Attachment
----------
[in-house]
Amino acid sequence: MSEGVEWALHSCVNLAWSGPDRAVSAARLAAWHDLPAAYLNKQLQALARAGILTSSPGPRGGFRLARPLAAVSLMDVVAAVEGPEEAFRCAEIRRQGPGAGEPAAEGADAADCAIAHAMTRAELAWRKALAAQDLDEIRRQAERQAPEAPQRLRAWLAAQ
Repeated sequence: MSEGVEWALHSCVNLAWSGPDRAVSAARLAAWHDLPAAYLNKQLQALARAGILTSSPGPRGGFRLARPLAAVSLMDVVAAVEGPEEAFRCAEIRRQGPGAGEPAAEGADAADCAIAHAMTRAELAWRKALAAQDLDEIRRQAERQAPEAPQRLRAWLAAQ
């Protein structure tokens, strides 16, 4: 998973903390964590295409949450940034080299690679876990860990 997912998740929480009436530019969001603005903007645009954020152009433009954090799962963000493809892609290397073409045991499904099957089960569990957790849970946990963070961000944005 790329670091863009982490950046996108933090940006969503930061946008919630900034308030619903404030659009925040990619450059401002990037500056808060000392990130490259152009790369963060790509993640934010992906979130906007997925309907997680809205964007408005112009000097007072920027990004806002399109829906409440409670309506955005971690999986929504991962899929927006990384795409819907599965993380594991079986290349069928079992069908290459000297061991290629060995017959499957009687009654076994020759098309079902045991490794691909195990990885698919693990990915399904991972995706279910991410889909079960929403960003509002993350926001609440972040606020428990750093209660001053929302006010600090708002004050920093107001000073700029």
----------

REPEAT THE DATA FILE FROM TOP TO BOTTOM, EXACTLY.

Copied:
[in-house]
Amino acid sequence: MSEGVEWALHSCVNLAWSGPDRAVSAARLAAWHDLPAAYLNKQLQALARAGILTSSPGPRGGFRLARPLAAVSLMDVVAAVEGPEEAFRCAEIRRQGPGAGEPAAEGADAADCAIAHAMTRAELAWRKALAAQDLDEIRRQAERQAPEAPQRLRAWLAAQ
Repeated sequence: MSEGVEWALHSCVNLAWSGPDRAVSAARLAAWHDLPAAYLNKQLQALARAGILTSSPGPRGGFRLARPLAAVSLMDVVAAVEGPEEAFRCAEIRRQGPGAGEPAAEGADAADCAIAHAMTRAELAWRKALAAQDLDEIRRQAERQAPEAPQRLRAWLAAQ
């Protein structure tokens, strides 16, 4: 998973903390964590295409949450940034080299690679876990860990 997912998740929480009436530019969001603005903007645009954020152009433009954090799962963000493809892609290397073409045991499904099957089960569990957790849970946990963070961000944005 790329670091863009982490950046996108933090940006969503930061946008919630900034308030619903404030659009925040990619450059401002990037500056808060000392990130490259152009790369963060790509993640934010992906979130906007997925309907997680809205964007408005112009000097007072920027990004806002399109829906409440409670309506955005971690999986929504991962899929927006990384795409819907599965993380594991079986290349069928079992069908290459000297061991290629060995017959499957009687009654076994020759098309079902045991490794691909195990990885698919693990990915399904991972995706279910991410889909079960929403960003509002993350926001609440972040606020428990750093209660001053929302006010600090708002004050920093107001000073700029």